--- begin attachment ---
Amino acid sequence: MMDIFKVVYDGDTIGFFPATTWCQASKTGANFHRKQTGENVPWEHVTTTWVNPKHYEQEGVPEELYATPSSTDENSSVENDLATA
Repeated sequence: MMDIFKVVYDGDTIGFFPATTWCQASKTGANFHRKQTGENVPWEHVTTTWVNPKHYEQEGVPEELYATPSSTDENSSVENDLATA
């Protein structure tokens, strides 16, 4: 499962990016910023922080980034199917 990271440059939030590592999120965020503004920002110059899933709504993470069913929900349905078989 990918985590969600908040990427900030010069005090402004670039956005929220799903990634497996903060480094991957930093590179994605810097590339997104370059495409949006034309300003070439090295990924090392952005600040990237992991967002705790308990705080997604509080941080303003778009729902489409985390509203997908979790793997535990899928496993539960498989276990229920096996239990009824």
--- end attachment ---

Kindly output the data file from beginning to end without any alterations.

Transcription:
Amino acid sequence: MMDIFKVVYDGDTIGFFPATTWCQASKTGANFHRKQTGENVPWEHVTTTWVNPKHYEQEGVPEELYATPSSTDENSSVENDLATA
Repeated sequence: MMDIFKVVYDGDTIGFFPATTWCQASKTGANFHRKQTGENVPWEHVTTTWVNPKHYEQEGVPEELYATPSSTDENSSVENDLATA
């Protein structure tokens, strides 16, 4: 499962990016910023922080980034199917 990271440059939030590592999120965020503004920002110059899933709504993470069913929900349905078989 990918985590969600908040990427900030010069005090402004670039956005929220799903990634497996903060480094991957930093590179994605810097590339997104370059495409949006034309300003070439090295990924090392952005600040990237992991967002705790308990705080997604509080941080303003778009729902489409985390509203997908979790793997535990899928496993539960498989276990229920096996239990009824």